The Whitmores Final Drafts

One Comment on “The Whitmores Final Drafts

  1. “The Whitmores”, a new play written by Ben Ducoff and directed by Michael Hammond, is loaded with bold artistic choices. The show takes a satirical look at racial and class issues, particularly the contrast between poverty-stricken city neighborhoods and the rich, fenced-off suburban areas. Its tone shifts from cartoonish levity to deadly seriousness, and sometimes it juggles both. Often, these choices work well, but unfortunately they also often don’t. The play is a flawed piece of work, albeit one that it’s easy to find a great deal of potential in.

    Tom and Mary Whitmore, an upper-class couple, are in the midst of a gated-community crisis. Fed up with their overbearing neighborhood organizers, they plan to kill Sue McGovern, the community’s leader, and her husband. To have the killings done they hire Dale, a former hit-man trying to make a better life for his wife and their upcoming child, and what results is a catastrophic dinner party in which the characters’ ideologies and personalities collide and explode.

    The play is extremely funny, which works well as a counterpoint to the more dark and brutal moments. Leah McLoughlin as Mary Whitmore is especially hilarious. She gives her character bizarre vocal and physical quirks that, strangely, only make it seem more believable that a person like this could exist in real life. A character like that can steal the audience’s focus if not checked, and while the performers clearly know that audiences react well to her, she luckily didn’t take over the entire show. Tom Whitmore is also memorable as played by the show’s writer, Ben Ducoff, who portrays the character with a remarkable blend of charisma and obnoxiousness.

    Much of the play’s drama stems from social and economic issues, with a particular focus on race relations. Dale, a black man denied through institutional poverty the chance to make his own “American dream” come true, finds himself tempted by the $17,000 he’s offered by the Whitmores to whack their enemies. What seems like a quest for personal vengeance for the Whitmores grows into a bizarre campaign to overthrow the entire white bourgeoisie system that has the neighborhood in its clutches and start the whole thing anew. But are the white Whitmores really trying to improve Dale’s position life, or are they merely exploiting his tragic past to get what they want?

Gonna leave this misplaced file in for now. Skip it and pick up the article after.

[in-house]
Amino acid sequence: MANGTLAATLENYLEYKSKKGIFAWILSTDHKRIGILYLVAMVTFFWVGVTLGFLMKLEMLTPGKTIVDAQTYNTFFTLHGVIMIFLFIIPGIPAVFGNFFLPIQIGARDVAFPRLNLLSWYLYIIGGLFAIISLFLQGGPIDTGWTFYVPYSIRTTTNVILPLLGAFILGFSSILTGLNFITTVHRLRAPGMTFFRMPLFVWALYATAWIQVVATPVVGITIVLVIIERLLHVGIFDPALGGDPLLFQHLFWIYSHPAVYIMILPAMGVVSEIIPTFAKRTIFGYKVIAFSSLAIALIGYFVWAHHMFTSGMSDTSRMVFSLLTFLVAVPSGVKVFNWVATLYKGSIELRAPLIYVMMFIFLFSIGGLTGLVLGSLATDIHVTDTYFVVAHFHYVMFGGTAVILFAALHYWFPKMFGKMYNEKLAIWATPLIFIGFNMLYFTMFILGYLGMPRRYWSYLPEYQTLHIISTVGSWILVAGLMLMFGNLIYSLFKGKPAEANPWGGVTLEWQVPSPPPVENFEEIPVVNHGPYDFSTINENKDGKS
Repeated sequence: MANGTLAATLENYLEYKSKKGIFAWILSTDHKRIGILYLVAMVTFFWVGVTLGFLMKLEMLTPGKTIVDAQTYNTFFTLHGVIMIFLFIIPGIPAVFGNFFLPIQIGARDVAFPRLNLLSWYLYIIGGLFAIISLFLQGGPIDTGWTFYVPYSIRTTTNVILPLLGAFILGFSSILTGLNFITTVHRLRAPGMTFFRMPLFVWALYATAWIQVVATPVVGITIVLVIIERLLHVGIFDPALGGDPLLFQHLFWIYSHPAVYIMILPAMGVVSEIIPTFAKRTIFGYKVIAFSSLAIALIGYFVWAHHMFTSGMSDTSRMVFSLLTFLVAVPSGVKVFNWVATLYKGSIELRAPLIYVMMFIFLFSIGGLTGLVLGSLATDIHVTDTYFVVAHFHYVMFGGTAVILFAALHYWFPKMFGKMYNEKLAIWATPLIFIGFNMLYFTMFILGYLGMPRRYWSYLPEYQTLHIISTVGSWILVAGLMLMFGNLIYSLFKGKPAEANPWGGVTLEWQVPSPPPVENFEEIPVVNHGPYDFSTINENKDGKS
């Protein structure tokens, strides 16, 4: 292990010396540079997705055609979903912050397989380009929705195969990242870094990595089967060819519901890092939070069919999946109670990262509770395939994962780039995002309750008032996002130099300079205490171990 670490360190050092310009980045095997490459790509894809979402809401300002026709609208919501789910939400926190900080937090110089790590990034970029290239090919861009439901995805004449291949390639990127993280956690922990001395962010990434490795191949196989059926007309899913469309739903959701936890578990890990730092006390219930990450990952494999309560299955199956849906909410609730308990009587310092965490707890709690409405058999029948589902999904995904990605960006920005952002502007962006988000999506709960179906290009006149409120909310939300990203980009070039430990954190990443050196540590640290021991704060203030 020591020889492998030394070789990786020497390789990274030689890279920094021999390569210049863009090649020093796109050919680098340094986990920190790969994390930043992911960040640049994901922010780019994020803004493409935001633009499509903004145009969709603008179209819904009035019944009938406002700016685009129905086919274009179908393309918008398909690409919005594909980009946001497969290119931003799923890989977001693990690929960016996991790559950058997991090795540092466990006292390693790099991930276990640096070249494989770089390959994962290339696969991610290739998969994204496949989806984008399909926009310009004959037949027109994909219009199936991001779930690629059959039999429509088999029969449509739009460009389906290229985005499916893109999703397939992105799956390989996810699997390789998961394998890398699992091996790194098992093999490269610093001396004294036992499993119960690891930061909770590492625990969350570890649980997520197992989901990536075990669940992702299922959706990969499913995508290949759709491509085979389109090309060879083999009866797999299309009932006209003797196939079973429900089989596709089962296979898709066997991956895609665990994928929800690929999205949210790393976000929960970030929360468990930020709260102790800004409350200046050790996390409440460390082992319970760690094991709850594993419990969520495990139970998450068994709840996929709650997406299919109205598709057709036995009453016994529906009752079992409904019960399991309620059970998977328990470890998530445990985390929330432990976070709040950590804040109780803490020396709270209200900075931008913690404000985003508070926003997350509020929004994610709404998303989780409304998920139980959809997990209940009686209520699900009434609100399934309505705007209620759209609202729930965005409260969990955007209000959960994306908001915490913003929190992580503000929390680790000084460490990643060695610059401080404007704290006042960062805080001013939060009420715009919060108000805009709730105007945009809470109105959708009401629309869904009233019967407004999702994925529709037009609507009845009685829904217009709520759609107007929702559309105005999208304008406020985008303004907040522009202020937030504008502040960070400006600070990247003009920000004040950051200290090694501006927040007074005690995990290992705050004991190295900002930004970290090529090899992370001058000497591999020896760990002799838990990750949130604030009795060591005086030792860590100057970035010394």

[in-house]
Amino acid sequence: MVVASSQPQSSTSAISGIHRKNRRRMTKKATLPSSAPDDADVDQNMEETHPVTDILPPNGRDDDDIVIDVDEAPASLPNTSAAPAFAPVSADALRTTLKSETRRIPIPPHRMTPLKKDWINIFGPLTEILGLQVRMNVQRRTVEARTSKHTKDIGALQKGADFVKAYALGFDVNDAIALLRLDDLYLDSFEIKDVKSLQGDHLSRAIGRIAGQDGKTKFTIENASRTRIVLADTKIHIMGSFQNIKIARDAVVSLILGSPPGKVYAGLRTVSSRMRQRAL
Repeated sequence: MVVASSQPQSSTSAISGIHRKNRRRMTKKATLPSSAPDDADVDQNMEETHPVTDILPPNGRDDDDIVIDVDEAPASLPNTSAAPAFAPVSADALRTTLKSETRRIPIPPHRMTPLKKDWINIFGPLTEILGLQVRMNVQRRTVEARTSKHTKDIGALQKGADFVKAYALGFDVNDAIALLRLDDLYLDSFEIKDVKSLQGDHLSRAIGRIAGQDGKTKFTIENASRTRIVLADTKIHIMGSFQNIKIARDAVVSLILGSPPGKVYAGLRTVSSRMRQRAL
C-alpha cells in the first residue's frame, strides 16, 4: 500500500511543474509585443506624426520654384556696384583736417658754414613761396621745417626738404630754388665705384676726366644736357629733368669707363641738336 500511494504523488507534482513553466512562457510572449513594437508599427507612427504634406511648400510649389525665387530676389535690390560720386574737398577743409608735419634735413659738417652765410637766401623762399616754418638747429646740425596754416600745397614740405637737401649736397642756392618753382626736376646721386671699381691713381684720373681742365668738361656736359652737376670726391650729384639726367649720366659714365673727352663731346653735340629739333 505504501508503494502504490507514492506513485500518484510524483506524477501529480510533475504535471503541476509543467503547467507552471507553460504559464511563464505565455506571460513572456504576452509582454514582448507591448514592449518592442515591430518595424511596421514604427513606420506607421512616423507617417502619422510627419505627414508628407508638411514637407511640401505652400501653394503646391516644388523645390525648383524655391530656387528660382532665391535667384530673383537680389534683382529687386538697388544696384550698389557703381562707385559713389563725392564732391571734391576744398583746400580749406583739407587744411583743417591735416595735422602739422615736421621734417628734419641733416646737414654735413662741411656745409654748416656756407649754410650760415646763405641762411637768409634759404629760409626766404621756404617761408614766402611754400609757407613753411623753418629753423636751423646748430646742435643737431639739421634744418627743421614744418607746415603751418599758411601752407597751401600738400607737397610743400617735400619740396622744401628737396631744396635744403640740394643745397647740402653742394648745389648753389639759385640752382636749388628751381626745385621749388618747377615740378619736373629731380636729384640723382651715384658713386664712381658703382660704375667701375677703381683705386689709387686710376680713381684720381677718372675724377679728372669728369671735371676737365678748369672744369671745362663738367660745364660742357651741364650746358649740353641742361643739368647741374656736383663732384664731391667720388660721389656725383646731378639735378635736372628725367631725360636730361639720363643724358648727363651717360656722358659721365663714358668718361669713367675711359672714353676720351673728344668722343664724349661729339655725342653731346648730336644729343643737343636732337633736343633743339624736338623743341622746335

Such themes can be powerful if deftly weaved into a text, but The Whitmores tends to eschew that subtle approach and instead makes absolutely sure that the audience realizes what it’s trying to say. Occasionally, this led to the show feeling more like a social diatribe than drama, though some of the information provided was necessary to understand what the characters were driving at with their actions. Sometimes there really isn’t a subtle way to deliver the facts an audience might not be aware of, and the play does a reasonably good job when this is the only route available.

    One unfortunate casualty is the character of Dale, who by all indications the play puts into the most challenging moral position. However, this doesn’t end up meaning much if the audience can’t latch on to Dale. In a way, he’s the only “real” human being in a world full of strange caricatures, meaning that it’s hard to buy into the rest of the play’s world unless the audience can empathize with him. Sometimes it’s easy to, but often it’s quite a bit harder, due in part to H. Grant Meacham’s understated performance. It was occasionally difficult to tell why Dale was able to make certain hard decisions so easily, and the somewhat-too-subtle expressions on his face made probing his psyche that much more difficult.

    “The Whitmores” isn’t hopeless, far from it. It’s an intriguing show with a lot of tantalizing qualities, but it doesn’t seem to have its blend of human drama, social commentary, and dark wit quite right yet. Even with that criticism in mind, it’s important to remember that such growing pains are somewhat expected when determining what works and what doesn’t in an original show. Especially here, in an over-the-top satire, a precise balance is needed between the fantastical elements and those that are more grounded and believable. The potential for greatness is there. Perhaps with some tinkering and a little more time, “The Whitmores” can reach the potential hinted at by its most dramatic and hilarious moments.

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